HOUSTON -- The defending American League champions will open the regular season with a stacked lineup, a pair of possible Hall of Famers at the top of the rotation and a bullpen filled with question marks.
The Astros will carry 15 position players and 15 pitchers when they start the regular season Friday against the Mariners with rosters being expanded to 30 at the start of this season. They’ll carry 30 players on their active roster until Aug. 6, at which point they will have to trim their roster to 28. They will carry 28 players until Aug. 20, before going down to 26 for the remainder of the season.
With veteran Joe Smith on the restricted list and Brad Peacock and Austin Pruitt on the injured list, the Astros filled out the final spots of their bullpen with inexperienced arms. Enoli Paredes and Brandon Bailey have never pitched above Double-A, and Cristian Javier and Blake Taylor have a combined three games in Triple-A. Taylor is the only left-hander in the 10-man bullpen.
“We do have some guys who are a little short on experience, but they are long on talent,” Astros general manager James Click said. “In addition, given that there aren’t going to be fans in the ballpark for a little while, it may actually be a little easier for these guys to make their Major League debuts or transition to the Major Leagues a little bit better than they can when you’ve got 40-50,000 [people] screaming at you. Ultimately, the decision was based on talent and the guys we thought could help us win.”
Bailey, whom the Astros lost to the Orioles in the Rule 5 Draft only to get back in March, might have been the biggest surprise on the roster. He has struck out 10.4 batters per nine innings with a 3.07 ERA in two seasons in the Houston system. He posted a 3.30 ERA in 22 games (17 starts) last year at Double-A Corpus Christi. He was added to Houston's 40-man roster.
“Just the ability to throw strikes,” Click said. “The command was very impressive. The heart. We’re going to need him to soak up some innings for us from time to time, but it’s also an opportunity for him to show what he can do and earn his way into a bigger role.”
The players that did not make the Astros’ 30-man roster, and all players on the IL, will report to Corpus Christi this week, where they will continue to train as part of the Astros’ player pool. Houston will have to identify a three-man traveling taxi squad before its first road game July 31.
Here’s a position-by-position breakdown of the roster:
The Astros re-signed Maldonado to a two-year contract after acquiring him at the Trade Deadline each of the previous two seasons. Houston signed Garneau in November, meaning Maldonado and Garneau will handle most of the catching duties. Stubbs can play some outfield and maybe some infield, too, and his flexibility and speed got him on the roster.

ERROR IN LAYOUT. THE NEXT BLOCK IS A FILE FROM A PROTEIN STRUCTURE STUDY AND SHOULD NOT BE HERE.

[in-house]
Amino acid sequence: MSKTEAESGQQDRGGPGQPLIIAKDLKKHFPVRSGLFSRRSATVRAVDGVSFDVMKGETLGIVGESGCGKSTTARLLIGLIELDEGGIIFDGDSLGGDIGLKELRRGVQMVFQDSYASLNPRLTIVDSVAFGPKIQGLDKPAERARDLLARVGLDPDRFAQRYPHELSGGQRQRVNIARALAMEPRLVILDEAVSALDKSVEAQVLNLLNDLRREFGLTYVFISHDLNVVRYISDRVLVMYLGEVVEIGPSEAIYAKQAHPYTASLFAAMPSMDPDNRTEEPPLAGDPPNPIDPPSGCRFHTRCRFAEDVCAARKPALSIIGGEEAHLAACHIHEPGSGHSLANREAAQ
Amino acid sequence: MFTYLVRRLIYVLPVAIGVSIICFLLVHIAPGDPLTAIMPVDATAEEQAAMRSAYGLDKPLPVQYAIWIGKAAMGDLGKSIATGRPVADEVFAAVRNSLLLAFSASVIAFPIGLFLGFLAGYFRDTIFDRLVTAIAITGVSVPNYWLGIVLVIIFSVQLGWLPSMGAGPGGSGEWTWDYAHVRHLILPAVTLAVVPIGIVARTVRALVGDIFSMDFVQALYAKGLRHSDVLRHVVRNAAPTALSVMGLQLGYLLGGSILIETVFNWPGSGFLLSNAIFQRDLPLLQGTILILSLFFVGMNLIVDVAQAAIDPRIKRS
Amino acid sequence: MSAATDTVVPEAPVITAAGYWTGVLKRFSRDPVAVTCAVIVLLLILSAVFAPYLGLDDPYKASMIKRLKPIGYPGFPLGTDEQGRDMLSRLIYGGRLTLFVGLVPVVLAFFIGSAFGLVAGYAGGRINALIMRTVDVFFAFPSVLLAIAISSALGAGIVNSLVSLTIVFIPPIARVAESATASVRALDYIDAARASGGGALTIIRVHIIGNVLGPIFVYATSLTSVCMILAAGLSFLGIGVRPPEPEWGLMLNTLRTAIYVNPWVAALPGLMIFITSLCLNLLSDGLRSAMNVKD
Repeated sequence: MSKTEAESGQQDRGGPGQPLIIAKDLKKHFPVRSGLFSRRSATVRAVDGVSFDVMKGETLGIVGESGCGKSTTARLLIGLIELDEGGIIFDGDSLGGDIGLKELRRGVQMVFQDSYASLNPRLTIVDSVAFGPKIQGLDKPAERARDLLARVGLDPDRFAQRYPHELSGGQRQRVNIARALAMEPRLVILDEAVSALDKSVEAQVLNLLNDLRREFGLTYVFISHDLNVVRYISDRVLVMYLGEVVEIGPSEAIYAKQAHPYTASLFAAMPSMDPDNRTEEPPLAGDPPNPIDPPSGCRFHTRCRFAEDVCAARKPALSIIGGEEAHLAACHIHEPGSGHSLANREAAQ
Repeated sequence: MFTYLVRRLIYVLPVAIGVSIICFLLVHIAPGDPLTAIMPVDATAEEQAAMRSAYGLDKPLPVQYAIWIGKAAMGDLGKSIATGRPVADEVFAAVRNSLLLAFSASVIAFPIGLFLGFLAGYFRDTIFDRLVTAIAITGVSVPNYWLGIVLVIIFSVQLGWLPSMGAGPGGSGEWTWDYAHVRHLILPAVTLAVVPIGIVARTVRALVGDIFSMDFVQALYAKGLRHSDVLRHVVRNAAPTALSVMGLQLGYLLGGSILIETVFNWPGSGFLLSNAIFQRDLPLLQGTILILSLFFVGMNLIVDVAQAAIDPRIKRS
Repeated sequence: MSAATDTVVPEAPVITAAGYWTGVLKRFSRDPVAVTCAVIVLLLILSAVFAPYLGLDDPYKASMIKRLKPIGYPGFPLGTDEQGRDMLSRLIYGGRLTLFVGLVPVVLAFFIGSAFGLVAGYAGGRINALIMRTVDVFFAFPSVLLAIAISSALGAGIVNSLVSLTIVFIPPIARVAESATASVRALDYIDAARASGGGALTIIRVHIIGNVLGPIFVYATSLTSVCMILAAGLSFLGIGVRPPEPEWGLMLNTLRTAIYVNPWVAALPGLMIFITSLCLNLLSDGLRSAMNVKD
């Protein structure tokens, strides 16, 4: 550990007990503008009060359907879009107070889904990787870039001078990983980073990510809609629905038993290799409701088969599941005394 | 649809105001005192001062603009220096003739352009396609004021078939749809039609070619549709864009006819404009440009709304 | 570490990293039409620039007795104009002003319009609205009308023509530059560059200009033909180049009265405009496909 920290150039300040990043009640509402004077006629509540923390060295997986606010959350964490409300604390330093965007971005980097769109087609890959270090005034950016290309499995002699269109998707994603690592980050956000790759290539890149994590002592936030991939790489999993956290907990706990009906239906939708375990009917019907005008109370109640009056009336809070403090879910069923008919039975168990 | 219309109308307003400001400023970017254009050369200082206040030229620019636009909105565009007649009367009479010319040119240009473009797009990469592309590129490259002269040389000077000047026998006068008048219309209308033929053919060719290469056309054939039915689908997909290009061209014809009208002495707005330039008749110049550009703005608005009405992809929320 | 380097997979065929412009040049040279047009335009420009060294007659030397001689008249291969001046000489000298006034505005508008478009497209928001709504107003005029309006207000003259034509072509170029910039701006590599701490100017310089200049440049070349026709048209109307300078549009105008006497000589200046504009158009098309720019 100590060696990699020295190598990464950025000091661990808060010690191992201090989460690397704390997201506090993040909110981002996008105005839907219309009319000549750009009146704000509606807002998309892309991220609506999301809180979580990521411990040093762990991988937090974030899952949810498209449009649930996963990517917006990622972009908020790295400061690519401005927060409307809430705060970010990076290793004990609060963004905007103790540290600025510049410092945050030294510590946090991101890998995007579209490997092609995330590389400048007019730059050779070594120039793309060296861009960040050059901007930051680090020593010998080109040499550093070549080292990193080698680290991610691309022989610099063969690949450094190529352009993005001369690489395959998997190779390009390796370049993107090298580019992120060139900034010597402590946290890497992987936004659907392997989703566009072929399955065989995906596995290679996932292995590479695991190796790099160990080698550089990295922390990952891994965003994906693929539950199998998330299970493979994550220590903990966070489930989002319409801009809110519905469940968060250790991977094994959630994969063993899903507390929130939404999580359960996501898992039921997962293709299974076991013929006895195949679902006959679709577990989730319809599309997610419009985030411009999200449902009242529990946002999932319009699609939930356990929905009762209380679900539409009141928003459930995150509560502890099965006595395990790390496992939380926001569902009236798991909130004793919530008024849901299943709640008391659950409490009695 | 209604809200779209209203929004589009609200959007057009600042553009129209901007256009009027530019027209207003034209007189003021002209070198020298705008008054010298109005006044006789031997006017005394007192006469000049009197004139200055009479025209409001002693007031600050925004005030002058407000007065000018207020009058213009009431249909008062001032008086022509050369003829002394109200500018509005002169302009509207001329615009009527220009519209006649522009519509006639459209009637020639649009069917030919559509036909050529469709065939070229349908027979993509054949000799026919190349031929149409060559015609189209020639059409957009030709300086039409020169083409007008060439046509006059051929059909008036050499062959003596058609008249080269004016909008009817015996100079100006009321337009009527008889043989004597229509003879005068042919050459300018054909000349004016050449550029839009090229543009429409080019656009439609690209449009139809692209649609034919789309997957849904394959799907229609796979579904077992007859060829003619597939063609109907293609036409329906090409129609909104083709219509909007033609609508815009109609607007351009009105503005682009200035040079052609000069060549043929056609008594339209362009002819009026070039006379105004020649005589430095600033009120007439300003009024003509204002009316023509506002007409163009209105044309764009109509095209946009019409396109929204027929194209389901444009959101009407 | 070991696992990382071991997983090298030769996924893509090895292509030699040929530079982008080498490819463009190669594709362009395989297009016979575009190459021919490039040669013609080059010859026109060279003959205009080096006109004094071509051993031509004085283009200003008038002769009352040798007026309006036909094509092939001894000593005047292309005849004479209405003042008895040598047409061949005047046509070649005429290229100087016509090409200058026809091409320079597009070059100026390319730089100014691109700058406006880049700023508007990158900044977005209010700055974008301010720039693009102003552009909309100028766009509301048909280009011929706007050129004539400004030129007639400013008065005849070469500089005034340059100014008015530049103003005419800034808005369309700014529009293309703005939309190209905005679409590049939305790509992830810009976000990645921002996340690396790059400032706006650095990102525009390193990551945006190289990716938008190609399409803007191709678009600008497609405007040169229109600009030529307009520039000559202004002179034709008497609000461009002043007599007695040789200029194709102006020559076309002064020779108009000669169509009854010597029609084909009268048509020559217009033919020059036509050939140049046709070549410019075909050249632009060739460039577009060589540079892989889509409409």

First base (1)
Gurriel is back after having the best season of his career, during which he hit .298 with 31 homers and 104 RBIs and was an AL Gold Glove Award finalist. In November, Gurriel agreed to a contract for 2020 worth $8.3 million, up from the original $8 million, with an opportunity to earn $250,000 more in bonuses. As was determined when he signed his original five-year, $47.5 million deal in 2016, he will become a free agent after the '20 season.
Second base (1)
Altuve rebounded from a right knee injury and had a strong 2019 season, hitting .298 with 31 homers and 74 RBIs. He led the AL in hits and total bases after the All-Star break. Altuve signed a long-term contract extension prior to the '18 season.
Correa played only 75 games in 2019, after two stints on the injured list with a fractured rib (May 29-July 26) and back discomfort (Aug. 21-Sept. 17), but he produced when he was healthy, hitting .279 with 21 homers and 59 RBIs.
Bregman had a strong 2019 season, hitting .296 with 41 homers, 112 RBIs, 119 walks and only 83 strikeouts. He led the AL in walks and was second in on-base percentage (.423). Toro started 20 games last August and September at third base in his first big league action.
Díaz played in only 69 games last season, but he started 18 games at first, 16 at second, 15 at third, three in left and two at shortstop. The undrafted Mayfield appeared in 26 games in his Major League debut last year and can play shortstop and second base.
The Astros traded Jake Marisnick to create some room in a crowded outfield that now includes Tucker, who figures to assume a starter role next year. With slugger Yordan Alvarez out, most of Tucker’s at-bats could come at designated hitter. Straw brings elite speed and strong defense, as well as the ability to play shortstop.
Designated hitter (0)
Alvarez, the 2019 AL Rookie of the Year Award winner, was placed on the injured list July 12 for undisclosed reasons and won't be ready to start the season. The DH duties will be spread around to begin the year, with Tucker likely facing right-handers quite a bit and Díaz as a main option against lefties.
McCullers is back after missing the entire 2019 season following Tommy John surgery, joining Verlander and Greinke in an elite top of the rotation. José Urquidy was a given to be in the rotation in spring, but he is now on the injured list for undisclosed reasons. James carried a strong spring through Summer Camp to win the fourth spot, and Valdez will be the only lefty in the rotation.
Opportunities abound for youngsters like Abreu, Taylor, Javier, Paredes and Bailey, a group that has a combined seven games in the big leagues (all by Abreu last year). Osuna and Pressly are elite back-end relievers when healthy, and there’s some uncertainty about Osuna’s readiness for Opening Day. Devenski and Biagini will have to take a step forward this year. Sneed will be a primary long-relief option.